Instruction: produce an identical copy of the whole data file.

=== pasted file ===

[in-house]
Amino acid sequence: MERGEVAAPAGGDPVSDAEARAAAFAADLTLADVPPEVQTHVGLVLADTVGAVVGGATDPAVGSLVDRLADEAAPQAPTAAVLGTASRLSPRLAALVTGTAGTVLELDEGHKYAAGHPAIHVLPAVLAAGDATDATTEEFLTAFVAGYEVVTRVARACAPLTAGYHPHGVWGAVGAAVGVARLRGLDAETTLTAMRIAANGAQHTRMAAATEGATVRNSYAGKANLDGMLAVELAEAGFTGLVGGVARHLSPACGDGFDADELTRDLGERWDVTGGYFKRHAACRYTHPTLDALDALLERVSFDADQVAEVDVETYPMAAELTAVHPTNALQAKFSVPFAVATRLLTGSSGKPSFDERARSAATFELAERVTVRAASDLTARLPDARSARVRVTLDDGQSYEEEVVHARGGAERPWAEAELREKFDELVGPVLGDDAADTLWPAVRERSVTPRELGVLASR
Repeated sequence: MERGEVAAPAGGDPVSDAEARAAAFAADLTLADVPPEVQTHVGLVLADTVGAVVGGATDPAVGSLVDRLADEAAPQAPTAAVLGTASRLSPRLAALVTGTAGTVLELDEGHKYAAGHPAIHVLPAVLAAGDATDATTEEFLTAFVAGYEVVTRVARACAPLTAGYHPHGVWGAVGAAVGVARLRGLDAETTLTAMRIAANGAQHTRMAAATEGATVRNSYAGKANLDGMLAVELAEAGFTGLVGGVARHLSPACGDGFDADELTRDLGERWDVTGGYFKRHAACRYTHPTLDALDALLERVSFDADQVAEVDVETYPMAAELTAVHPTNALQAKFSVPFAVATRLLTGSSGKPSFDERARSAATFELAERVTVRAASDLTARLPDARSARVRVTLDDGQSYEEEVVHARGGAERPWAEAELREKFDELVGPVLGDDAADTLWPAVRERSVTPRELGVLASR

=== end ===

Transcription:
[in-house]
Amino acid sequence: MERGEVAAPAGGDPVSDAEARAAAFAADLTLADVPPEVQTHVGLVLADTVGAVVGGATDPAVGSLVDRLADEAAPQAPTAAVLGTASRLSPRLAALVTGTAGTVLELDEGHKYAAGHPAIHVLPAVLAAGDATDATTEEFLTAFVAGYEVVTRVARACAPLTAGYHPHGVWGAVGAAVGVARLRGLDAETTLTAMRIAANGAQHTRMAAATEGATVRNSYAGKANLDGMLAVELAEAGFTGLVGGVARHLSPACGDGFDADELTRDLGERWDVTGGYFKRHAACRYTHPTLDALDALLERVSFDADQVAEVDVETYPMAAELTAVHPTNALQAKFSVPFAVATRLLTGSSGKPSFDERARSAATFELAERVTVRAASDLTARLPDARSARVRVTLDDGQSYEEEVVHARGGAERPWAEAELREKFDELVGPVLGDDAADTLWPAVRERSVTPRELGVLASR
Repeated sequence: MERGEVAAPAGGDPVSDAEARAAAFAADLTLADVPPEVQTHVGLVLADTVGAVVGGATDPAVGSLVDRLADEAAPQAPTAAVLGTASRLSPRLAALVTGTAGTVLELDEGHKYAAGHPAIHVLPAVLAAGDATDATTEEFLTAFVAGYEVVTRVARACAPLTAGYHPHGVWGAVGAAVGVARLRGLDAETTLTAMRIAANGAQHTRMAAATEGATVRNSYAGKANLDGMLAVELAEAGFTGLVGGVARHLSPACGDGFDADELTRDLGERWDVTGGYFKRHAACRYTHPTLDALDALLERVSFDADQVAEVDVETYPMAAELTAVHPTNALQAKFSVPFAVATRLLTGSSGKPSFDERARSAATFELAERVTVRAASDLTARLPDARSARVRVTLDDGQSYEEEVVHARGGAERPWAEAELREKFDELVGPVLGDDAADTLWPAVRERSVTPRELGVLASR